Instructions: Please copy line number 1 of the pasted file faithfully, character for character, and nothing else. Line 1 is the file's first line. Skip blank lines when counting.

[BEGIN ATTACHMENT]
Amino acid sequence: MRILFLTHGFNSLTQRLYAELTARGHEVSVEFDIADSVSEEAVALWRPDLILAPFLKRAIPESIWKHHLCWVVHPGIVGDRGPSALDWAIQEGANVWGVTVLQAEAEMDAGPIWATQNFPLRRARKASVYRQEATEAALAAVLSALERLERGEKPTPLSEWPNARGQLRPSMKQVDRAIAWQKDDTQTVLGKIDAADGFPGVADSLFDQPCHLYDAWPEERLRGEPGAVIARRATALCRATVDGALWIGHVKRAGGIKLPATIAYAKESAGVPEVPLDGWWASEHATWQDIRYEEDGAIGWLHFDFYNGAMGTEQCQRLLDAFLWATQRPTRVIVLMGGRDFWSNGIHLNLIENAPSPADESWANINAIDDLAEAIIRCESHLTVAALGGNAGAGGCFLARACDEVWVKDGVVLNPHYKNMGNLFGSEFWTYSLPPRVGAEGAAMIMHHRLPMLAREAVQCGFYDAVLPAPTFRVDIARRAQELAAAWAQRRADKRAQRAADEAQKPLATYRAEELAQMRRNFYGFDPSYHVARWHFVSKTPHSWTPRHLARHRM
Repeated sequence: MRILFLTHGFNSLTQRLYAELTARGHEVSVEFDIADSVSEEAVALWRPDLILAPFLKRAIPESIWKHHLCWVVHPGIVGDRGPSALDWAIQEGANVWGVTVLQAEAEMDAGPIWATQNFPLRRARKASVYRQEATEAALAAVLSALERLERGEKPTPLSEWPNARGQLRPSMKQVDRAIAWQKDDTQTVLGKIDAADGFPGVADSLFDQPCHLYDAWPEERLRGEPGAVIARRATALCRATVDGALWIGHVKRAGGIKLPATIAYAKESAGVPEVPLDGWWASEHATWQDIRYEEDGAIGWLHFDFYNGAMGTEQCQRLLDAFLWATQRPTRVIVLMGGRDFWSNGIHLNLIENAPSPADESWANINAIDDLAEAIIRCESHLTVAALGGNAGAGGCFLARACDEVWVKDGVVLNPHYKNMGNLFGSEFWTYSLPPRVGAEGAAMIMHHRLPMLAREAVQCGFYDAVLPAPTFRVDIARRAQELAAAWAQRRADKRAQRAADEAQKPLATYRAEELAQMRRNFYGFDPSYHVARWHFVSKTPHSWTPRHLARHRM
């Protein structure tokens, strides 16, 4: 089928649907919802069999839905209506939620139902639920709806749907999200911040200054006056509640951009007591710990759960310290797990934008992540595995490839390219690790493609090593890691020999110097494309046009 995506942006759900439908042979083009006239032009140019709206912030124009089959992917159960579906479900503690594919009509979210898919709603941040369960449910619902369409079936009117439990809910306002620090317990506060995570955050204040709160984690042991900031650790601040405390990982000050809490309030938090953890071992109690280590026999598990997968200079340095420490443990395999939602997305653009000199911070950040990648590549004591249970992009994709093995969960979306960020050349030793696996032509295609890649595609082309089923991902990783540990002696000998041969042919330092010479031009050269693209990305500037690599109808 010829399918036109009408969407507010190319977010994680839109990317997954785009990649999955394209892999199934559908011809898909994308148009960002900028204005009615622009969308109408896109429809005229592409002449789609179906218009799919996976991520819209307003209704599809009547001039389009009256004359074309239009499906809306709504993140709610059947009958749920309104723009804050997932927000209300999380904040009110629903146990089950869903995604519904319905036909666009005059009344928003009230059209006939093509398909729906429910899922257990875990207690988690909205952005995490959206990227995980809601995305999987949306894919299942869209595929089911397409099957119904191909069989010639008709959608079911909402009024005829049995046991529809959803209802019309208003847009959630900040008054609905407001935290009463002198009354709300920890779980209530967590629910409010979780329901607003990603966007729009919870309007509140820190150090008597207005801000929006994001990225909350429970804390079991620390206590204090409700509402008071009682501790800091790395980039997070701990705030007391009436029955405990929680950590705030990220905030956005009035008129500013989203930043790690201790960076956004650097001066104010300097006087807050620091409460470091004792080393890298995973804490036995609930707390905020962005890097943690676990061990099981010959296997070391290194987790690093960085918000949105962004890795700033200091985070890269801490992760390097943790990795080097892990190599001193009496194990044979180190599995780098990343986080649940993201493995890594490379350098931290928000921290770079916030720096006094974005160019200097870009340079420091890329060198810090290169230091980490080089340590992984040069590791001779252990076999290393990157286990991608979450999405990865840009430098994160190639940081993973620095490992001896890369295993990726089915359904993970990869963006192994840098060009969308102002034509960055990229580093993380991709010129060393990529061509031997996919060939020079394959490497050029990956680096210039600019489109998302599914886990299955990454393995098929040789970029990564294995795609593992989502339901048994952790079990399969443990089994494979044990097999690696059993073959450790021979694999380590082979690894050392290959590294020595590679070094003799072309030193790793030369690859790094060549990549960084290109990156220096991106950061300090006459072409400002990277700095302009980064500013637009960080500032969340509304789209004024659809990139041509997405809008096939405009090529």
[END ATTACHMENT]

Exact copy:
Amino acid sequence: MRILFLTHGFNSLTQRLYAELTARGHEVSVEFDIADSVSEEAVALWRPDLILAPFLKRAIPESIWKHHLCWVVHPGIVGDRGPSALDWAIQEGANVWGVTVLQAEAEMDAGPIWATQNFPLRRARKASVYRQEATEAALAAVLSALERLERGEKPTPLSEWPNARGQLRPSMKQVDRAIAWQKDDTQTVLGKIDAADGFPGVADSLFDQPCHLYDAWPEERLRGEPGAVIARRATALCRATVDGALWIGHVKRAGGIKLPATIAYAKESAGVPEVPLDGWWASEHATWQDIRYEEDGAIGWLHFDFYNGAMGTEQCQRLLDAFLWATQRPTRVIVLMGGRDFWSNGIHLNLIENAPSPADESWANINAIDDLAEAIIRCESHLTVAALGGNAGAGGCFLARACDEVWVKDGVVLNPHYKNMGNLFGSEFWTYSLPPRVGAEGAAMIMHHRLPMLAREAVQCGFYDAVLPAPTFRVDIARRAQELAAAWAQRRADKRAQRAADEAQKPLATYRAEELAQMRRNFYGFDPSYHVARWHFVSKTPHSWTPRHLARHRM